Thanks to reader, Olivia, who also recommends to turn off the paging file in not only the system properties, but also in the registry. I haven’t noticed any particular difference in performance after editing the registry, but I figure it couldn’t hurt. If anyone notices a difference, please let me know.
You should not disable the paging file if you have not upgraded the RAM to the 1.5G maximum. If the computer does not have enough available real memory and no virtual memory, the system will crash. However, if you have upgraded the RAM, turning off the paging file will make your netbook a bit faster. First turn off the paging file in the system. You can disable it in the control panel:
CONTROL PANEL > SYSTEM > SYSTEM >ADVANCED(tab) > PERFORMANCE(SETTINGS) > ADVANCED(tab) > VIRTUAL MEMORY(CHANGE)
Reader Olivia suggests to also turn off the paging file in the registry:
START > RUN > (type) REGEDIT
Follow the directory structure to: HKEY_LOCAL_MACHINE\SYSTEM\CurrentControlSet\Contro l\Session Manager\Memory Management\DisablePagingExecutive
Double click DisablePagingExecutive
Set the value to be “1″
Restart your computer
Larry, a MS MCSA commented advising against doing this and explains in detail why.
There is a great deal of confusion on the internet regarding the pagefile and the “DisablePagingExecutive” registry entry. This article is as confused as any I have seen.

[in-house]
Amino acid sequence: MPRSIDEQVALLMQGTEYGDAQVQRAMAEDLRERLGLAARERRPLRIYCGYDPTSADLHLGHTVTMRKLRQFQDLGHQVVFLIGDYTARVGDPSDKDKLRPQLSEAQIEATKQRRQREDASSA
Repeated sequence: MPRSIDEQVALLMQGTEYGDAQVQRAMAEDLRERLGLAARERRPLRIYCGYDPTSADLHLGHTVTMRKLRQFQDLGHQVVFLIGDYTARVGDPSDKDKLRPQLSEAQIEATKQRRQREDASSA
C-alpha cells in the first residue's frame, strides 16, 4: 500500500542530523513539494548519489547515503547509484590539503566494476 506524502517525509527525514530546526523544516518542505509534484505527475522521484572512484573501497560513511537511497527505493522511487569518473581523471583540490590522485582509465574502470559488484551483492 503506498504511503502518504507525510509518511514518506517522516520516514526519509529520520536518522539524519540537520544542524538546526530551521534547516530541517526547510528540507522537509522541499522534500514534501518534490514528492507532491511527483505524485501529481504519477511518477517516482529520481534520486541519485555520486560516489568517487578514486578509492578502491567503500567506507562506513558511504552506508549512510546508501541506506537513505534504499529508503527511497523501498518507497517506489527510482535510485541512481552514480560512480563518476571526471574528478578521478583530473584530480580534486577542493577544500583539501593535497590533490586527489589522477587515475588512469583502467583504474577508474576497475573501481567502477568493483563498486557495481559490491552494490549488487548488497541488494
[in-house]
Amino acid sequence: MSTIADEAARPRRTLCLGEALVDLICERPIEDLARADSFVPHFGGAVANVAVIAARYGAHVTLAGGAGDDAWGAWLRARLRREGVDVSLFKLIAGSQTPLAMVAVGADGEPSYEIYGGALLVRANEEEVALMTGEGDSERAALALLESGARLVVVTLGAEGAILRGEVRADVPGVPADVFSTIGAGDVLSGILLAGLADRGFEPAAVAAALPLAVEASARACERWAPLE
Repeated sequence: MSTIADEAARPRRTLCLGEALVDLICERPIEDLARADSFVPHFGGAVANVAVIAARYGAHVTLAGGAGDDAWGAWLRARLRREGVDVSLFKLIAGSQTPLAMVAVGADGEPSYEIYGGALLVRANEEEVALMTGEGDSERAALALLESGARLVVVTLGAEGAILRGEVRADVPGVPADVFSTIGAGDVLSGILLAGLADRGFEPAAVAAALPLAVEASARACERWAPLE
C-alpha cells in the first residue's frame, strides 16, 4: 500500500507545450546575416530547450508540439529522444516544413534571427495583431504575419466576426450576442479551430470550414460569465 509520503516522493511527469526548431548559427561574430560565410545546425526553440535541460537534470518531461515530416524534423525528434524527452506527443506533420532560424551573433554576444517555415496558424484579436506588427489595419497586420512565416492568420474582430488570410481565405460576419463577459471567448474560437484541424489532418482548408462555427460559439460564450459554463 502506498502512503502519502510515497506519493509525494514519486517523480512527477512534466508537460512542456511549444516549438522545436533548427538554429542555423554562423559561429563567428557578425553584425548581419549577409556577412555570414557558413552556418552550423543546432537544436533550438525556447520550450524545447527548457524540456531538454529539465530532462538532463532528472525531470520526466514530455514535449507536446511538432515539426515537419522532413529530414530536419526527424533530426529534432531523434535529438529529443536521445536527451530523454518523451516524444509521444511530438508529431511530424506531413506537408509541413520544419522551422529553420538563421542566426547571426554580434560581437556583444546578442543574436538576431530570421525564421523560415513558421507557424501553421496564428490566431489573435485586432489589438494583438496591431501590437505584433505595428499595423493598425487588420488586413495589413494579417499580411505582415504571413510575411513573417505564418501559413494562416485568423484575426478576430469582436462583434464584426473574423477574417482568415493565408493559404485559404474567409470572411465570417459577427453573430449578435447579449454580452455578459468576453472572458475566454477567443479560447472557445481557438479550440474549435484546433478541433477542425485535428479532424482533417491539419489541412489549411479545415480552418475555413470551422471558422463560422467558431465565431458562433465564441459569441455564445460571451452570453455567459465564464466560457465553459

Disabling the pagefile will most certainly NOT prevent paging. It will probably increase it. Paging of program code, DLL’s etc., can not be prevented and does not use the pagefile. There is no need to copy this code to the pagefile as it can simply be reloaded from the original files. Disabling the pagefile only prevents paging of modified data. This unbalances the memory management system and will probably impair performance. In some cases this impairment can be severe.
The “DisablePagingExecutive” registry entry actually has nothing to do with the pagefile. This setting only effects paging of a small portion of the Kernel and this does not use the pagefile. By default Windows will keep frequently accessed portions of the kernel in RAM whenever possible. Only in the event of heavy memory load would it be paged out. Enabling the setting will force portions of the Kernel to remain in RAM at all times, even if they are rarely used. It is generally best to allow Windows to page as necessary and not impose arbitrary restrictions.
I would strongly urge all who read this not to make any changes in system settings unless you understand what they do. Doing this can cause serious problems as well as impairing performance. The internet is notorious for spreading misinformation. The descriptions of these settings is rarely adequate and is often wrong.
Unless you really understand a system setting and have a specific reason to change it – LEAVE IT ALONE.
Thanks Larry for taking the time to write and explain.